French Open: Will Roger Federer or Rafael Nadal take sole lead in the race?
⚫ Roger Federer 20, Rafael Nadal 20, Novak Djokovic 18 — that’s the Grand Slam title count of the Big Three. Will Federer or Nadal take sole lead in the race? Or will Novak close the gap further? Roland Garros has the answer.
⚫ Will Iga Swiatek become the first woman to retain her women’s singles crown since Justin Henin did so in 2007? Not easy. Since 2008, 11 different women have hoisted the Coupe Suzanne-Lenglen in Paris.
⚫ If Djokovic wins the title this time, he will become the first man in the Open Era to win each of the four Grand Slams at least twice. In fact, Federer too can achieve the same feat if he lifts the trophy this year. But there will obviously be a Nadal in their way.
⚫ Not since Nadal in 2005 has a man won his maiden Grand Slam in Paris. While the 13-time champion is still a force, Stefanos Tsitsipas, Alexander Zverev and Andrey Rublev are the likely contenders for the title if Nadal slips on his favourite surface.
⚫ Serena Williams will hope to end her chase of Margaret Court’s record of 24 Grand Slam singles trophies by winning in Paris. Since returning from maternity leave in 2018, the 39-year-old has failed to touch Court, falling in four major finals.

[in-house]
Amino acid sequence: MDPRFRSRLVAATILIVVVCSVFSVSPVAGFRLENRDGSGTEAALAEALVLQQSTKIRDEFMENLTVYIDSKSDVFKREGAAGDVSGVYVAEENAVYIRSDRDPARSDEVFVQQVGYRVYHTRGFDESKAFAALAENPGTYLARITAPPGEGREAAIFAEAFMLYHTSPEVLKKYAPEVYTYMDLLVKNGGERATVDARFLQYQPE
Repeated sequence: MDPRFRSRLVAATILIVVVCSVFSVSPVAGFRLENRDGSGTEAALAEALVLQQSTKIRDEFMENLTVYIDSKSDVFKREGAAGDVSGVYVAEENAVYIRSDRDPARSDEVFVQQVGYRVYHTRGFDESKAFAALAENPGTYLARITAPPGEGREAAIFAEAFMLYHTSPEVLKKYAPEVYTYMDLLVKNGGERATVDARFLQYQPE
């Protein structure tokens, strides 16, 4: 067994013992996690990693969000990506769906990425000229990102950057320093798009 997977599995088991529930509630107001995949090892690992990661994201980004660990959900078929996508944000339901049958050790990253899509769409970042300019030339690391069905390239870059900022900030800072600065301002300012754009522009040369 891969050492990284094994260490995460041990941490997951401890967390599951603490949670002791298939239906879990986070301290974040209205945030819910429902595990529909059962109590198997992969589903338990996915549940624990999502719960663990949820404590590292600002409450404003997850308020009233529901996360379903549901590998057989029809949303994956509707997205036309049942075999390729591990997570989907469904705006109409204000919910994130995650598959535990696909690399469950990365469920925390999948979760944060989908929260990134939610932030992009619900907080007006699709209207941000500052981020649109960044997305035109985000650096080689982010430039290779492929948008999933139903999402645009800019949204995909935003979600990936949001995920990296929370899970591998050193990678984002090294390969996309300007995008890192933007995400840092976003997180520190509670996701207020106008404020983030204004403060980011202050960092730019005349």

⚫ Serena hasn’t made it past the fourth round in Paris since 2016. If she advances to the quarters this year, she will have recorded her 70th match win on Parisian clay. Sister Venus could get to a half-century if she makes it to the third round.
⚫ Naomi Osaka, who has to decided to shun the press, will be pressing for the No.1 spot in the WTA rankings by dethroning Ash Barty. To do so, Osaka has to at least reach the final in Paris, but Barty can hold on to the top spot if she manages to make the semis.
The French Open is often referred to as Roland Garros. But who was Roland Garros? Eugène Adrien Roland Georges Garros was a French aviator and a fighter pilot during World War I.
Nicknamed “The Cloud Kisser”, he is credited to be the first man to fly across the Mediterranean. He died in 1918, his plane shot down by a rival German aircraft one day before his 30th birthday.
The stadium that accommodates the French Open was named Stade Roland Garros in his memory in 1928.